At the end of last week the Australian Bureau of Statistics (ABS) released housing finance data for July 2016.
The data showed that over the month, the total value of housing finance commitments was $31.8 billion, down -1.8% over the month.
Looking at the components, there was $19.9 billion worth of commitments to owner occupiers and $11.8 billion in commitments to investors.
The value of owner occupier housing finance commitments was -3.1% lower over the month and at its lowest level since July 2015.
The value of investor housing finance commitments rose 0.5% over the month, its third successive monthly increase taking investment commitments to its highest value since August 2015.
The National Australia Bank (NAB) released their monthly business survey results for August 2016 earlier this week.
NAB’s survey produced a figure of 6 for business confidence and 7 for business conditions.
Business confidence rose from a reading of 4 points in July, taking it back to its June 2016 level.
The reading of 7 points for business conditions was the lowest since January 2016, falling from 9 points in July.
Westpac and the Melbourne Institute released their consumer sentiment survey results for September 2016 earlier this week.
According to the data, the Consumer Sentiment Index was recorded at 101.4 points over the month, up 0.3% over the month and the second consecutive reading above 100 points indicating optimism continues to outweigh pessimism.
Encouragingly, the sub index of family finances over the next year has shown optimism outweighing pessimism for five consecutive months which hasn’t happened since April 2014.
Each quarter, Westpac and the Melbourne Institute also publish results for the question surrounding the wisest place for savings.
Over the quarter, 32.8% of respondents felt placing their savings with a financial institution was the wisest place compared to 8.6% who felt investment in shares was wisest, 15.4% chose real estate and 21.0% chose paying down debt.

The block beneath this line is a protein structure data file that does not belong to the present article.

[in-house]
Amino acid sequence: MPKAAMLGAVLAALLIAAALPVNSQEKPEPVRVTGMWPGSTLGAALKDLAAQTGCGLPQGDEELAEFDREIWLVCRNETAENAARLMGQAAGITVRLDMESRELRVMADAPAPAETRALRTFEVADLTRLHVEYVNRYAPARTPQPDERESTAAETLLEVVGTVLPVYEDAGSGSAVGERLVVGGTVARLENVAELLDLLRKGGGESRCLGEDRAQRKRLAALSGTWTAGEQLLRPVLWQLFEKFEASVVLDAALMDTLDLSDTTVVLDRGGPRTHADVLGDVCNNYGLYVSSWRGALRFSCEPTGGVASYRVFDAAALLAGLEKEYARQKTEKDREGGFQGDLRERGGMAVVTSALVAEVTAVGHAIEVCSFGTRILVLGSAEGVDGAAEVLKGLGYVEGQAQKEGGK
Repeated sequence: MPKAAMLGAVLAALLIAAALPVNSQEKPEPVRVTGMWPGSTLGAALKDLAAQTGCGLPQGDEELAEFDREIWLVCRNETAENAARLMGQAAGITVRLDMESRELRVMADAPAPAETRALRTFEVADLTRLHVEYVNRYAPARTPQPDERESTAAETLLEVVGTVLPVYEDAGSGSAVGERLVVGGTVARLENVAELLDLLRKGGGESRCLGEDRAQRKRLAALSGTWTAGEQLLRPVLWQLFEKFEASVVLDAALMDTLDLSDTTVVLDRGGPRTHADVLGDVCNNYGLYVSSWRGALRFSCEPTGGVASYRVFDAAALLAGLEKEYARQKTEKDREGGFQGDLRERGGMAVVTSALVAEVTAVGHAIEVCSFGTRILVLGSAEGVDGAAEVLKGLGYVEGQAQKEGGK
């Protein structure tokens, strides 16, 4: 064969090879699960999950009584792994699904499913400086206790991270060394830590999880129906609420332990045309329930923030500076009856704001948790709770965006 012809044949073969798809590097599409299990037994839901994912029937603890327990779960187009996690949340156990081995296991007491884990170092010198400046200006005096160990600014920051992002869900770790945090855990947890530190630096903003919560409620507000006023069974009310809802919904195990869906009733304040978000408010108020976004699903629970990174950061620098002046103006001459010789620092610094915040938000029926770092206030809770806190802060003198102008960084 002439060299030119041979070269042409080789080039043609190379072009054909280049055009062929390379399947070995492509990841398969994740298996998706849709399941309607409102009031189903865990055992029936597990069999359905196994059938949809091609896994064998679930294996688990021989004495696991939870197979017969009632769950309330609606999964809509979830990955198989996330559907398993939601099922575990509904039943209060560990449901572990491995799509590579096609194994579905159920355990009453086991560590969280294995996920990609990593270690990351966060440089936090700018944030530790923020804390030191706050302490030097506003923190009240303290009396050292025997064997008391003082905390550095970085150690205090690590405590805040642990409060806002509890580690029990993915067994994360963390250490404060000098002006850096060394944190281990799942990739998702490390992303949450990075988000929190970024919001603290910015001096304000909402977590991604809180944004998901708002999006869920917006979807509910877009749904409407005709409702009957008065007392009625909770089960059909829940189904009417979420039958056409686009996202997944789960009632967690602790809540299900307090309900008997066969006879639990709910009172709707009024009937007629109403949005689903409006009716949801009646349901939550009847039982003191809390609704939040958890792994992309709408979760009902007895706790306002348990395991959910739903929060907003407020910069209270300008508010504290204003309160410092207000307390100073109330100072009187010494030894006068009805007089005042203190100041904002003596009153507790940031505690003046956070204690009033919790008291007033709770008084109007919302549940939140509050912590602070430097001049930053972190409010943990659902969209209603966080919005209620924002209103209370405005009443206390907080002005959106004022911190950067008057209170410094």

Interestingly, it was the third consecutive quarter in which more respondents chose paying down debt over real estate.
There were 2,062 capital city auctions over the week ending September 11 with CoreLogic collecting results for 1,882 of these auctions or just over 91% of all auctions.
The final clearance rate was recorded at 75.4%, down from 77.1% across 1,899 auctions the previous week.
Last week in Melbourne, there were 974 auctions compared to 830 auctions the previous week.
Last week’s auction clearance rate was recorded at 78.3% which was marginally lower than the 79.3% the previous week.
In Sydney, the auction clearance rate was recorded at 80.6% last week which was virtually on par with the 80.7% recorded over the previous week.
Sydney recorded a similar number of auctions last week (758) compared to the previous week (747).
Auction clearance rates were also lower over the week in most of the other capital cities.
In Melbourne, auction clearance rates have now been above 75% for 5 consecutive weeks and they have been above that level in Sydney for 7 weeks.
Note that sales listings are based on a rolling 28 day count of unique properties that have been advertised for sale.
The number of newly advertised homes for sale over the past 28 days was -3.9% lower than the same time a year ago nationally with total listings -1.7% lower.
The trends were similar across the combined capital cities with -6.0% fewer newly advertised homes available for sale now compared to a year ago and 4.1% more total properties available for sale.
Brisbane (+3.2%), Perth (+13.1%) and Canberra (+7.4%) were the only capital cities which currently have more newly advertised listings than a year ago.
Both Sydney and Darwin have more than 20% fewer listings than they did at the same time a year ago.
Looking at total stock available for sale, there is less stock for sale compared to a year ago in Sydney (-1.3%), Melbourne (-1.9%), Hobart (-28.7%) and Canberra (-6.3%).
The number of new listings has increased over the past week but remains much lower than a year ago.
Meanwhile, total listings have fallen over the week which may indicate a pick-up in housing demand.
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